In the article “Weblogs: a history and perspective,” Rebecca Blood discusses the start of weblogs and how it quickly developed into a whole new means of communication and expression. Blood takes us back to 1998 when there were only a handful of blog sites available on the web. Before long, there were hundreds of sites after “Pitas, the first build-your-own-weblog too l launched.” According to Blood, before this advance, weblogs could only be created by people who had the knowledge of how to make a website. But when sites, such as Blogger and Edit this page launched, people no longer had to be tech savvy to have a weblog. Blood says, “All of these services are free, and all of them are designed to enable individuals to publish their own weblogs quickly and easily.”
The article also explains how people were finding more and more uses for weblogs. “In September of 2000 there are thousands of weblogs: topic-oriented weblogs, alternative viewpoints, astute examinations of the human condition as reflected by mainstream media, short-form journals, links to the weird, and free-form notebooks of ideas.” Blood discusses the impact weblogs have had on the media. She mentions how some weblog editors are “engaged in seeking out and evaluating the “facts” that are presented to us each day” by corporate news sources. I think she makes an interesting point about how weblog editors are beginning to “redefine media as a public, participatory endeavor. “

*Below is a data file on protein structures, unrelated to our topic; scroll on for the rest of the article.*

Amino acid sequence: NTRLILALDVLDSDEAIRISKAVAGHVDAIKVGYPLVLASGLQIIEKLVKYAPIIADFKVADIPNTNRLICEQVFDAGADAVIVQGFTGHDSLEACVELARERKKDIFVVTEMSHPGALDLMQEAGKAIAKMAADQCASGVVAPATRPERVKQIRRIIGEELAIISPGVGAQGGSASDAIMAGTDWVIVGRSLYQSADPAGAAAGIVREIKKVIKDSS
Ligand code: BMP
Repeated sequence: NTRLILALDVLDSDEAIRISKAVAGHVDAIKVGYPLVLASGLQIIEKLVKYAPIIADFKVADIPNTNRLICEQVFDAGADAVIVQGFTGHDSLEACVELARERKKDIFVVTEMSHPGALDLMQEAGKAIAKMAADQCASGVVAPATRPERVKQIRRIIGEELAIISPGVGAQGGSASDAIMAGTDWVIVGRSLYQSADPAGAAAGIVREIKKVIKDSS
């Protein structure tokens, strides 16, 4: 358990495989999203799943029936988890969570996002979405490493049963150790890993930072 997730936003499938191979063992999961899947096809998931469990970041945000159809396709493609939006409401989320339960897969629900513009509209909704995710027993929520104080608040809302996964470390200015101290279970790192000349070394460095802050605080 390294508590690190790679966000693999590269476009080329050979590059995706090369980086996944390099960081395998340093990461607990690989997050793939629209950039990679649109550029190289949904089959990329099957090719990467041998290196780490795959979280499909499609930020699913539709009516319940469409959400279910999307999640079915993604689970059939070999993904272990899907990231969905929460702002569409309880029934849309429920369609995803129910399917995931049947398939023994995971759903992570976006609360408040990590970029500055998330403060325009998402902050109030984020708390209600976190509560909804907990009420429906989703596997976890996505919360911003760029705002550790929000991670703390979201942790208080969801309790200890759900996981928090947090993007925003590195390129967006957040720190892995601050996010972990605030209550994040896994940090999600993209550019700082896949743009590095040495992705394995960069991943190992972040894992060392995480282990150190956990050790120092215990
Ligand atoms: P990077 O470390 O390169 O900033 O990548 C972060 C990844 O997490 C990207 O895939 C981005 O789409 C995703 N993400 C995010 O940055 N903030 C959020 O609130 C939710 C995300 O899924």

Since this article came out in 2000, weblogs continue to thrive and offer people new ways of communication and self-expression. I think one of the most fascinating points Blood made in her article was about how the weblog experience can have a positive impact on the blogger on a personal level. Blood even reveals that she herself has had such a positive experience from the creation of weblogs. “I began to feel that my perspective was unique and important,” she said. I think the greatest aspect of blogs is that it gives people a voice and an opportunity to be heard and feel heard. As the bloggersphere continues to evolve, I believe this new form of communication will bring our great big world a little bit closer.